Maya deVries


Postdoctoral Scholar, Scripps Institution of Oceanography

Because science, discovery and the pursuit of truth are cornerstones of our society and our democracy. Science-based and data-driven policies are central to our government. I march because these core values are being questioned in a new and dangerous way.


Sonya Norman


Associate Professor, School of Medicine

Because just 20 years ago we thought of PTSD as a chronic condition where people could manage the symptoms but never really recover. Now, thanks to science, we have evidence-based treatments that help many people recover from PTSD. I will be marching to advocate for continued funding to help cure and prevent illnesses and help improve the lives of people across the world in countless ways. I will also be marching in support of policy and governance that is based on scientific facts.


Nan Renner


Learning Scientist, Birch Aquarium

Because science seeks to understand how our world and the wider universe actually work. Science and technology make our lives better — from everyday weather predictions and internet searches, to extraordinary discoveries of new planets and ecosystems of microorganisms. Science saves lives, through modern medicine, studying the effects of pesticides, modeling our changing climate and more. Science, imperfect and always improving, powerfully creates new knowledge in response to present needs and the drive of human curiosity.


Elizabeth Rosenblum


Professor, School of Medicine

I am marching for the health and safety of our community. The greatest scientific achievement of the 20th century — vaccination — is minimized and even dismissed by those who either don't understand the science, or refuse to see it. Vaccines save lives, and we have science to thank for that.


Lauren Nadler


Postdoctoral Scholar, Scripps Institution of Oceanography

Because we need to better understand how the world works in order to continue thriving on this planet and to ensure that its resources will be available for generations to come. These ideals are currently under threat, due to a misunderstanding of what scientists do and why they do it. We need to show that science is important to us and essential for people from all walks of life.


James Sallis


Distinguished Professor Emeritus, Distinguished Research Professor, School of Medicine

Because science is about searching for facts and valuing truth. I have spent my career developing evidence that can be implemented in policy and practice to improve health. I do not accept alternative facts or that we are in a post-truth era. My professional work and my personal values are under attack. If science loses, more people will die and suffer needlessly, undoing what I have been working for.


Philip Bresnahan


Senior Development Engineer, Scripps Institution of Oceanography

Because I spend every single day striving to learn more about the planet in order both to fully appreciate its wonders and to better understand how to protect those wonders for future generations. I march with the hope that we will have a loud enough voice to let people who are less familiar with science and scientists understand that all we want is to learn more about our world in order to make life the best it can be — both today and for many generations to come.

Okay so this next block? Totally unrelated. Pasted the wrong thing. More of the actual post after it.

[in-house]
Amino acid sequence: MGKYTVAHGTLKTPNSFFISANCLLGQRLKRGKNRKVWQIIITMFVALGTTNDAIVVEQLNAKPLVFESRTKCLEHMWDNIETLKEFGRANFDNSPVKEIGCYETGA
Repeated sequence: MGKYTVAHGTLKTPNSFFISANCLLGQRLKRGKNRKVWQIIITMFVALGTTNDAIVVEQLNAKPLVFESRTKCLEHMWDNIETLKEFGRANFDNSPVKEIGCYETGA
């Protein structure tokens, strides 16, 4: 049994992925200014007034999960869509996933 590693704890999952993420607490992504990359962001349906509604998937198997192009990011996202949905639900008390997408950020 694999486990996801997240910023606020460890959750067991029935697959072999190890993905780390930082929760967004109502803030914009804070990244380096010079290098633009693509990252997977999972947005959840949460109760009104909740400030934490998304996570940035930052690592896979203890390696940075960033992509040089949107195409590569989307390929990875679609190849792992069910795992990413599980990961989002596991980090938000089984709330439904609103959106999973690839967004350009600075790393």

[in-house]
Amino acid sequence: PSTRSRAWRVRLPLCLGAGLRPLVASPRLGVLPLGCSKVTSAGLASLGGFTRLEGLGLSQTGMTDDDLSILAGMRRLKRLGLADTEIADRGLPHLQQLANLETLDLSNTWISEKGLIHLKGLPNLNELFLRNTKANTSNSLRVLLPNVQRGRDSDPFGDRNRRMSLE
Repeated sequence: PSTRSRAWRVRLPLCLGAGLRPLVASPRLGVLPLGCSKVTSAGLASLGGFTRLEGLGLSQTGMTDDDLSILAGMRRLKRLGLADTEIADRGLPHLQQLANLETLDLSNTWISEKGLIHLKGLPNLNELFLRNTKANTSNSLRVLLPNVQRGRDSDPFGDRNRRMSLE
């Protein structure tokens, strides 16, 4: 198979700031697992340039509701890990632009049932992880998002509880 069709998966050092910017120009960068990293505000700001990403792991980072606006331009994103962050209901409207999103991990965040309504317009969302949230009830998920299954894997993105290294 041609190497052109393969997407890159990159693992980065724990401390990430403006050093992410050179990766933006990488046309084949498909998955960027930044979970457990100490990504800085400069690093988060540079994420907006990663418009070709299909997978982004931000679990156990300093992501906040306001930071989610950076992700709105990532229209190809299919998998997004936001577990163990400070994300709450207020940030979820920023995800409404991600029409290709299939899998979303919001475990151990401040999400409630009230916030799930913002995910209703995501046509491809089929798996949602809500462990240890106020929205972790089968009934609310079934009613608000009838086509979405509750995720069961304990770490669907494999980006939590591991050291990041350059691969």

Sonia Ancoli-Israel


Professor Emeritus, School of Medicine

To show support for research, for truth, for evidence-based facts, for the National Institutes of Health, for the pursuit of knowledge. I will march as a scientist and one who is proud of it!


Garrett Eaton


Senior Export Analyst, Office of Research Affairs

Because science should not be politicized, and politicians need to hear from the public that we support policies and funding that advance science and protect our environment, based on scientific understanding, to ensure a better future for all humanity.


Dorothy Sears


Associate Professor, School of Medicine

Because science is critical for innovation in technology, medicine, environmental protection, engineering and other areas that make the world a healthier and more enjoyable place to live. Scientists and science have been getting poor press as of late and our efforts seem to have been devalued by those who control our resources and ability to deliver beneficial impacts on society. This unfavorable spin will have long-term detrimental effects on our future potential and our public image. I hope that we can portray a positive and convincing public and political message about the critical importance of science in our current and future lives.


Ray Weiss


Distinguished Professor Emeritus, Distinguished Research Professor, Scripps Institution of Oceanography

Because we are in the midst of the undoing of The Enlightenment, the rule of reason that has governed the progress of our country since its founding. We must return to the path upon which greatness is actually based, and science must play a key role in that return.

By Heather Buschman

This article originally appeared in thisweek@ucsandiego.

Sign Up For
Explorations Now

explorations now is the free award-winning digital science magazine from Scripps Institution of Oceanography. Join subscribers from around the world and keep up on our cutting-edge research.